Finding Joy When Everything's Going Wrong

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My minister dad was "out of a church," a term used to describe an unemployed pastor.

A congregation invited him and two others to preach as candidates on successive Sundays. Being the first of three candidates, Dad was sure that by the time the third minister had preached, he would be forgotten.

The day of the church election my dad stayed in bed all day, sick. Without a paycheck for several months he feared he would have to leave the calling he felt God had placed on his life.

But at 10 p.m. the phone rang. It was the head deacon warmly conveying the invitation of the church for Dad to become pastor.

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The next day my dad looked and acted like a completely different man. In his whole life I never saw him more satisfied and happy. What a difference a day makes.

Psalm 66 is one you sing when all has turned out well.

Can You Relate?

Like my dad during his months of unemployment, you may feel like this psalm will never describe you since you presently have no shout of joy (vv. 1-2), no sense of God's powerful sovereignty (v. 3), no overflowing of praise (v. 4), no desire to invite anyone to remember God's past miracles (vv. 5-6) and little confidence in God's power (v. 7).

But this glad psalm does not forget the dark passage, the deep trial preceding victory. "He has preserved our lives and kept our feet from slipping" (v. 9).

The psalmist looks back and remembers the moments on the precipice of need or despair.

Refining fire

Looking through the rearview mirror of your own personal spiritual history gives you opportunity to reflect on God's involvement in your hours of peril, "For You, O God, have proved us; You have refined us, as silver is refined" (v. 10).

Fire refines. The hotter the blaze, the purer the end product. What you thought were the evil plans of others or torturous circumstances were actually the instruments God Himself was using to make you a better person, more in His likeness. Like the three Hebrews (Daniel 3), you know now that another was with you in the furnace.

As Hudson Taylor put it, "There are not second causes." All is of God, all that happens in our lives comes from His hand. Not only does God refine you in the trial, your confinement and the exaltation of your enemy over you also are the products of His work. "You brought us into the net; You placed distress on our backs. You have allowed people to ride over our heads; we went through fire and through water; but You brought us out into a well-watered place." (vv. 11,12).

So, Lord, it was You all along who made the going rough. My adversity, my enemy, my loss was Your doing. O God, I was hurting so badly in that place of confinement. My burden was heavier than I thought could be carried. And You let another gain mastery over me—and put me through burning and floods. I thought I was done for in the searing heat or raging waters. But, Lord, just as surely as You brought me into that painful place, also, "You brought us out to a well-watered place" (v. 12).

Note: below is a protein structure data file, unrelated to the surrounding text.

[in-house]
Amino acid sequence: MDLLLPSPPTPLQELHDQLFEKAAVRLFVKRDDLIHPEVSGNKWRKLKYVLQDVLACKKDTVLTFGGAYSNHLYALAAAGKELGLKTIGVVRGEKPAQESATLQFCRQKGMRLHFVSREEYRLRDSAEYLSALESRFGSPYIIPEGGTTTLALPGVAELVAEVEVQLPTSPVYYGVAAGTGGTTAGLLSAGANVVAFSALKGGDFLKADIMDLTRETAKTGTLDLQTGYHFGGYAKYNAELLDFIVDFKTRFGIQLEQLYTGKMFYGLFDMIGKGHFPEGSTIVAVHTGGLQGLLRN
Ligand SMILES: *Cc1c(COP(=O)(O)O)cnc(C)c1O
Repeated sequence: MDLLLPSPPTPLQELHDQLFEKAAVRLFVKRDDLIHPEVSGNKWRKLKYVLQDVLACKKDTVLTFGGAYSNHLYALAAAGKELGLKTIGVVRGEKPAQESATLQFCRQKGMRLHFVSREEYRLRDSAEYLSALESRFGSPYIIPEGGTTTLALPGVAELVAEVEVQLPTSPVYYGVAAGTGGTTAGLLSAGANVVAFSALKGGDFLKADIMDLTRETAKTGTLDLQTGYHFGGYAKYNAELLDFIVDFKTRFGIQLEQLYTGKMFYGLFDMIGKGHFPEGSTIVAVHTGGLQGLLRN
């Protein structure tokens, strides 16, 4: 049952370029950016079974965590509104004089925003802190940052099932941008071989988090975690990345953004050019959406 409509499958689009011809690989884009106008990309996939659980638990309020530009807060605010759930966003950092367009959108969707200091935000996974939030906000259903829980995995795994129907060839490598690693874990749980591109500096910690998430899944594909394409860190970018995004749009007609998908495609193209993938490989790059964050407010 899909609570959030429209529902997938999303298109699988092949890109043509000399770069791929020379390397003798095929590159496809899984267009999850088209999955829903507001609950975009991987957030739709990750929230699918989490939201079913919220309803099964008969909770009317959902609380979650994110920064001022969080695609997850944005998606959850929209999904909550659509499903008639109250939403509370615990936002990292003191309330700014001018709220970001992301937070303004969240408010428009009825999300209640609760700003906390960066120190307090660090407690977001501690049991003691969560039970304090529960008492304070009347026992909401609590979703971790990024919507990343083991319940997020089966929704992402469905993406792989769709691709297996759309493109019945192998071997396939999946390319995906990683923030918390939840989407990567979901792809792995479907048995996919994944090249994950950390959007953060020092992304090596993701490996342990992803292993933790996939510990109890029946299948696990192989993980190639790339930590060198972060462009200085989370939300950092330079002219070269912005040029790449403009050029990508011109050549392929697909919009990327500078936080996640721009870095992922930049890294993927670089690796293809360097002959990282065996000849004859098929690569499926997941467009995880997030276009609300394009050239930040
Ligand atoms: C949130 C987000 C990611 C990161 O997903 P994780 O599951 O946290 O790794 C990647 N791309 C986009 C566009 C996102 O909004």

Review and Rejoice

In verses 5-7, the psalmist reviews the battlefield of his own trial. He invites, like a guide at Gettysburg, the tourist to "come and see the works of God" (v. 5). Every one of your trials, in some way, recreates the Red Sea experience. God must turn your sea into dry land so you can pass "through the waters on foot."

"He rules by His power forever" (v. 7). Not just on the occasion of your present difficulty, but into all trials and into all tomorrows.

In verses 13–14, the psalmist pledges his word to God: "I will fulfill my vows to you, which my lips have uttered, and my mouth spoke when I was in trouble."

Note the testimony: "I will declare what He has done for my soul" (v. 16). That's the wonderful result from the long night. Before the trial you resorted for comfort to the stores of what God had done for others; now, the testimony of the Lord's help has become your own.

Purged and Pure

In the testing itself, you became purged from sin. "If I regard iniquity in my heart, the Lord will not hear me" (v. 18).

In fact, during the early days of your difficulty there may have been much sin, but the fire melted the dross. The benefit within the trial came as a good conscience, void of offense toward God or man. If sin remains in your heart while passing through dark canyons, then you will not emerge a whole person. You must deal with your own wrong attitudes and actions.

Open yourself to God's refining fire. At the end of such a time, you will sing this psalm and conclude by affirming: "But certainly God has heard me; He has attended to the voice of my prayer. Blessed be God, who has not turned away my prayer, nor His mercy from me" (vv. 19-20).

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